“Wait for a dead man’s shoes and you’ll end up barefoot,” warns an old English adage about the importance of taking action. At the removal of four police officers killed in a Co Kerry IRA ambush 100 years ago this month, however, schoolboy Thomas ‘Totty’ O’Sullivan saw no need to wait. Walking behind the bodies as they were transported on carts, he decided that a pair of their fine leather boots would make a valuable memento.
Sadly, Totty later recalled, his attempted theft was foiled by “a clatter from an old woman in a shawl who had joined the informal cortege . . . ‘Don’t you be robbin’ and shtaylin’ off the dead,’ she cried”.
Colourful details such as these help to lift Owen O’Shea’s reconstruction of the Ballymacandy gunfight well above your average local history. Researching this exceptionally bloody incident from the War of Independence has been a labour of love for him, since its location between Milltown and Castlemaine is just a few fields away from where he grew up. By his own admission, however, securing oral testimony from the eye-witnesses’ descendants was no easy task.
“Boxes of medals were produced from cupboards, pictures taken down from mantelpieces, handwritten letters retrieved from shoeboxes,” O’Shea writes. “But there was also a constant and enduring refrain: ‘They didn’t really talk about what happened.’”
One man who did shed some light on the affair was IRA leader Dan Mulvihill. As O’Shea points out, his background “belies any romantic notion that those who fought the Black and Tans followed a universal personal and career trajectory”.
Mulvihill spent two years working in London, travelled the world as a steamship radio operator and almost joined the Royal Air Force. Fate intervened when his brother contracted tuberculosis and Dan was summoned home to run the family farm. He had a romantic attachment to the Kerry countryside and clearly loved the life of a flying column outlaw, later recalling wistfully, “It was grand to be young and on the run in Glencar.”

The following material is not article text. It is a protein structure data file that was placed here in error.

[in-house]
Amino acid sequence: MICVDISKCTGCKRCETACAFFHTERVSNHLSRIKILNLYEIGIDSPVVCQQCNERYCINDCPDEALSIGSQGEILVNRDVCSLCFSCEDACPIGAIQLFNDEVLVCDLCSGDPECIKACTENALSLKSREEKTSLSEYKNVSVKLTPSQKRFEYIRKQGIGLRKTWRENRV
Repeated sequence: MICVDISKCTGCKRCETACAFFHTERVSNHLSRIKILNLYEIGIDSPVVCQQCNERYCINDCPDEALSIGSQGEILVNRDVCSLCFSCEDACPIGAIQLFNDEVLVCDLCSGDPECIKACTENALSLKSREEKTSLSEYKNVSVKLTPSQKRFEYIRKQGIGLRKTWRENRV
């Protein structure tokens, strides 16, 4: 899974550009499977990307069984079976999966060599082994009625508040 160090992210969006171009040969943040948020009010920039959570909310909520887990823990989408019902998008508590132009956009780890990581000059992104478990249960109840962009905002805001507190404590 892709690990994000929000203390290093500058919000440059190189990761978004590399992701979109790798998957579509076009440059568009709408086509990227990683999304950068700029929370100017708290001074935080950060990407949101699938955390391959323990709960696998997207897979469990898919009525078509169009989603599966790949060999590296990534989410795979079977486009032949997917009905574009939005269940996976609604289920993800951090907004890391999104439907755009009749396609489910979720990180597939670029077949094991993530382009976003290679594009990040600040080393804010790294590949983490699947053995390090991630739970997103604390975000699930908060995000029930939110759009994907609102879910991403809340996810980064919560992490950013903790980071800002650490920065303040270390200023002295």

O’Shea also gives full weight to Mulvihill’s victims such as Sergeant James Collery, shrewdly noting how much they had in common. Collery was an absolutely typical Royal Irish Constabulary recruit in 1899: rural (from Co Sligo), Catholic, unmarried and the youngest son of a farming family. By 1921 he had fathered nine children and was personally popular in Milltown, but also found himself on the wrong side of history.
“[The average RIC man] now has no friends and young women shun him,” thundered a Kerry newspaper editorial. “He walks abroad with the expectation of instant death.”
An ambush on a lonely road might sound straightforward, but O’Shea’s detailed narrative shows what a complex military operation it was. Over 40 IRA volunteers were involved in attacking a cycling unit of 12 RIC officers and Black and Tans, starting a shootout that lasted between 30 and 45 minutes. When Totty O’Sullivan and his classmate Denis Sugrue arrived a few minutes later, they witnessed scenes that would stay with them forever.
“For us young lads it was an eerie atmosphere with the odour of gunpowder polluting the air . . . the only sign of life was the long figure of a woman crooning over the strewn bodies.”
O’Shea does a fine job of uncovering the story’s lesser-known tangents, including a traumatised IRA gunman who died by suicide shortly afterwards and a doctor whose failure to save one victim (five eventually died) was blamed on his republican sympathies. He also emphasises the role played by Cumann na mBan women who stored weapons, carried out intelligence work and provided first-aid treatment.
Meticulously researched and soberly written, the book ends with an anecdote that suggests time does not necessarily heal all wounds. In the late 1960s, an ex-Black and Tan who had escaped injury at Ballymacandy took a holiday near there and revealed his identity to a local publican. He was urged to visit Dan Mulvihill, on the grounds that “bygones were bygones, and sure wouldn’t it be a way to bury the hatchet?”
Mulvihill was not at home, however, which may have been just as well given his reaction when told about the tourist a few days later: “I’d have shot the bastard.”